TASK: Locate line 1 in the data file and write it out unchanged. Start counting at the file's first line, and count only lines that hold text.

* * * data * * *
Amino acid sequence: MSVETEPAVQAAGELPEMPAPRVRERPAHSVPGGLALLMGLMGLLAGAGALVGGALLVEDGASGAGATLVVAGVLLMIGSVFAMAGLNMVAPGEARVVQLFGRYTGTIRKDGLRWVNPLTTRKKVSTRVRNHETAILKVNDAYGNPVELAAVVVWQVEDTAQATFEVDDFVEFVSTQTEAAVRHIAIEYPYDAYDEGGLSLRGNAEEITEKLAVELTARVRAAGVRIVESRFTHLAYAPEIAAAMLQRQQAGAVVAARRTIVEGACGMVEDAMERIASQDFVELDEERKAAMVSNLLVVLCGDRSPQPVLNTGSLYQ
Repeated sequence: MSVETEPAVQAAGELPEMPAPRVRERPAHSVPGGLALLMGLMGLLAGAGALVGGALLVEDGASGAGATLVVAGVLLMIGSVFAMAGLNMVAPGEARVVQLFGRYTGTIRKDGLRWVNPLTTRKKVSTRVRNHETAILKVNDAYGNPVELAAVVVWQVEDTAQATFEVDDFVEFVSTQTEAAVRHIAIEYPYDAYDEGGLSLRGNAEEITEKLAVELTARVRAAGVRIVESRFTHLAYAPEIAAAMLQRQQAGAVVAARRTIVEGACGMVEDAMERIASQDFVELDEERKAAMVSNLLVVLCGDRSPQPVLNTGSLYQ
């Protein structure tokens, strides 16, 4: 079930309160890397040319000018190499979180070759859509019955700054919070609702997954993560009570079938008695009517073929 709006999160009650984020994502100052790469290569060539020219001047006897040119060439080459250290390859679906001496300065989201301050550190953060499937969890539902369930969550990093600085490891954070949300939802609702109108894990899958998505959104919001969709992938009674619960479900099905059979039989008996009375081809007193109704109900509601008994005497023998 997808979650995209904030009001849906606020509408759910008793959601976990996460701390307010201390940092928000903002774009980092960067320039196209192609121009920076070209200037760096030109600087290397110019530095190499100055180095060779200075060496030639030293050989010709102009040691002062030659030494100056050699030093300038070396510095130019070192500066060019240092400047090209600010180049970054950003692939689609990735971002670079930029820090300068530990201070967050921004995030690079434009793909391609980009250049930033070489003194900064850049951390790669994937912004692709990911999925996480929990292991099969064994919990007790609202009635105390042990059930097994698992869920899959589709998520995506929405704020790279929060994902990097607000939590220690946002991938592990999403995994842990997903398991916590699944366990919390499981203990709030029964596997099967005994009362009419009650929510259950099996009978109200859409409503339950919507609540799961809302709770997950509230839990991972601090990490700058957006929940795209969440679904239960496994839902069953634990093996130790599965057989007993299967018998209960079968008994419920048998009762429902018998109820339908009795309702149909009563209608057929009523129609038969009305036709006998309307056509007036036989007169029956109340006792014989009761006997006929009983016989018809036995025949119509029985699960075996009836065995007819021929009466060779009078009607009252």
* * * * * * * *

Amino acid sequence: MSVETEPAVQAAGELPEMPAPRVRERPAHSVPGGLALLMGLMGLLAGAGALVGGALLVEDGASGAGATLVVAGVLLMIGSVFAMAGLNMVAPGEARVVQLFGRYTGTIRKDGLRWVNPLTTRKKVSTRVRNHETAILKVNDAYGNPVELAAVVVWQVEDTAQATFEVDDFVEFVSTQTEAAVRHIAIEYPYDAYDEGGLSLRGNAEEITEKLAVELTARVRAAGVRIVESRFTHLAYAPEIAAAMLQRQQAGAVVAARRTIVEGACGMVEDAMERIASQDFVELDEERKAAMVSNLLVVLCGDRSPQPVLNTGSLYQ